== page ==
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Recording Connection grad Dylan Atieh of Totowa, New Jersey says the inspiration behind his track “Lion” which appears on our recently released Student Mixtape, has less to do with some narrative and more to do with an array of different things percolating in his brain, as well as his girlfriend, who loves the track and appears on the cover.
Ever humble, Dylan has found his artistic voice through making samples and using existing ones in innovative ways. Speaking of “Lion” he says:
I like the progression of everything. The hook of the song is what really is the craziest part of the song for me with the bell and the vocals and then obviously the texting and the weird Foley sounds, the vocal synths that come out of it. I even have me drinking coffee [2:34]. I just try to get creative and put different experimental elements in my stuff.”
Speaking of the experience he had going through Recording Connection, training with renowned mastering engineer Mark B. Christensen (The Killers, 50 Cent, Trey Songz) and Engine Room Audio engineer Mike Bader, the aspiring producer tell us:
It was awesome. I got to walk past some famous people and sat next to Charlamagne at times. It’s hard because you can’t like ‘fan out’ so it was really a good experience, in like, you’ve got to act comfortable in an environment like this in front of high profile people. And then overall, just like during the sit-ins with Mark, sometimes you’ll ask a little question and you’ll learn something that’ll change your life.”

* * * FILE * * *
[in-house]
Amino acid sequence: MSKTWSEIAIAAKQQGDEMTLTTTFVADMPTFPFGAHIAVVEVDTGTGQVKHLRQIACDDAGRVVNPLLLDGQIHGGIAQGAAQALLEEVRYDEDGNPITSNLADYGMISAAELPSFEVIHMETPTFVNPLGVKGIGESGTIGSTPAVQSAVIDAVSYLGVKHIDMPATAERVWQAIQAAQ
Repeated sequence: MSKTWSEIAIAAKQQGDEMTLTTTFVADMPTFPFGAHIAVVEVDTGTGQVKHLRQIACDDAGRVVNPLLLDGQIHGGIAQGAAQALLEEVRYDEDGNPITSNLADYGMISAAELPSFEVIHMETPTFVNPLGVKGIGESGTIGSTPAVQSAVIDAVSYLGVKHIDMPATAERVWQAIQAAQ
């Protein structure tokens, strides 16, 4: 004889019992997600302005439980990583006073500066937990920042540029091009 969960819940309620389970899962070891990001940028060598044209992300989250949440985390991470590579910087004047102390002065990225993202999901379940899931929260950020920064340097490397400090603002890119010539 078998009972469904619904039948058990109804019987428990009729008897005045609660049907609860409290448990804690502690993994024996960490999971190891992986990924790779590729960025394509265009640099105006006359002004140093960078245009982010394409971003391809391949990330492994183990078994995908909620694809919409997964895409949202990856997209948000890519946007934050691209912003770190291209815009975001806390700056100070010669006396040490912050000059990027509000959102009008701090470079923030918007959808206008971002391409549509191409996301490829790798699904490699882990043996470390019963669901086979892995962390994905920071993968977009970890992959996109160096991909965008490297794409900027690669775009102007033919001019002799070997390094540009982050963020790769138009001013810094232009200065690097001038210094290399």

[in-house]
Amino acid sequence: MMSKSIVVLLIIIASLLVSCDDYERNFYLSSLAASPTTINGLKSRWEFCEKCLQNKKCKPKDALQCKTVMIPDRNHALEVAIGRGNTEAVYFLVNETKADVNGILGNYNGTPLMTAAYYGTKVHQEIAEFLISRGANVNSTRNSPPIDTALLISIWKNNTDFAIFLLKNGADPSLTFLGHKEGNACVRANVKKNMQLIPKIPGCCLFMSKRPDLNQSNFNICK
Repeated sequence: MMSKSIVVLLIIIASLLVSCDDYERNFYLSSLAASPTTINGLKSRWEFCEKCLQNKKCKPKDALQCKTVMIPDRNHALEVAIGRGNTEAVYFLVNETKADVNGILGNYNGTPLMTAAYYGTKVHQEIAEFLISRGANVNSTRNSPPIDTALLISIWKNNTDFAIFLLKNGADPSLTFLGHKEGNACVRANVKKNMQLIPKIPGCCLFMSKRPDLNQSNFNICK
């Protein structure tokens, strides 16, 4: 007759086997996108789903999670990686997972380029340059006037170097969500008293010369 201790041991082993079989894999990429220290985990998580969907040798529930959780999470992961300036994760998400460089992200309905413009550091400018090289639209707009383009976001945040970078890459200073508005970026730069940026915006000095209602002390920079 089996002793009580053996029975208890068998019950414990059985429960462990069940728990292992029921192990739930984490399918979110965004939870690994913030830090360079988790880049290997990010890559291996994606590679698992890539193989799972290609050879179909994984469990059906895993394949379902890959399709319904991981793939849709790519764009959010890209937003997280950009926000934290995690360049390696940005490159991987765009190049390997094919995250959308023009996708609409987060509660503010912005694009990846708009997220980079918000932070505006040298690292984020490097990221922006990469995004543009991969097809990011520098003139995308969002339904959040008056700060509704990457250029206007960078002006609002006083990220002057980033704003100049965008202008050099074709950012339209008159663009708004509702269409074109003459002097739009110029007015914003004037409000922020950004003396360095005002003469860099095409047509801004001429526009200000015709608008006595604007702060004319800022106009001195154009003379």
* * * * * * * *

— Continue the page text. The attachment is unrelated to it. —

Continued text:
We next turned to Recording Connection student Jan-Darryl Bantug of Winnipeg, Canada to discover the inspiration behind his track. What followed was nothing short of revelatory.
Jan and his wife, Celedonne, have a duo sideproject of their own dubbed The Labrats. Generally speaking, Celedonne writes and sings most of the songs, with Jan at the helm recording, arranging, and producing the tracks.
But with “Holly” inspiration kicked-in unexpectedly—at the prenatal clinic. Jan explains:
We’re pregnant with our first child. She’s due this May… We had this ultrasound done during one of our prenatal (visits) and I recorded the fetal heart rate. The fetal heart rate is quite fast. For humans it’s 60-90 bpm. For babies it’s around 150-170 bpm. That’s actually the basis of the tempo of the song. So I got the rhythm of the heartbeat and built around that. You can hear it more clearly at the start and ending of the song.”
Intending to submit the track for the Student Music Mixtape (stream here) sometime near the holidays, Jan decided to work in a pseudo-festive theme. He found himself getting creative with various songwriting styles and soon settled on “Holly” as the perfect name for the track which has some fun at circumventing the usual song tropes.
It’s a love song. The listener might think at first that it’s a girl waiting for some boyfriend or partner at Christmas but then you realize the song is about this pregnancy and waiting for this kid to arrive… It’s still a love song but it’s a love song from two parents to their firstborn.”
In January, Jan and Celedonne discovered they’ll be having a girl. Call it a perfect case of art imitating life imitating art again—the excited parents already have her name picked out. You guessed it!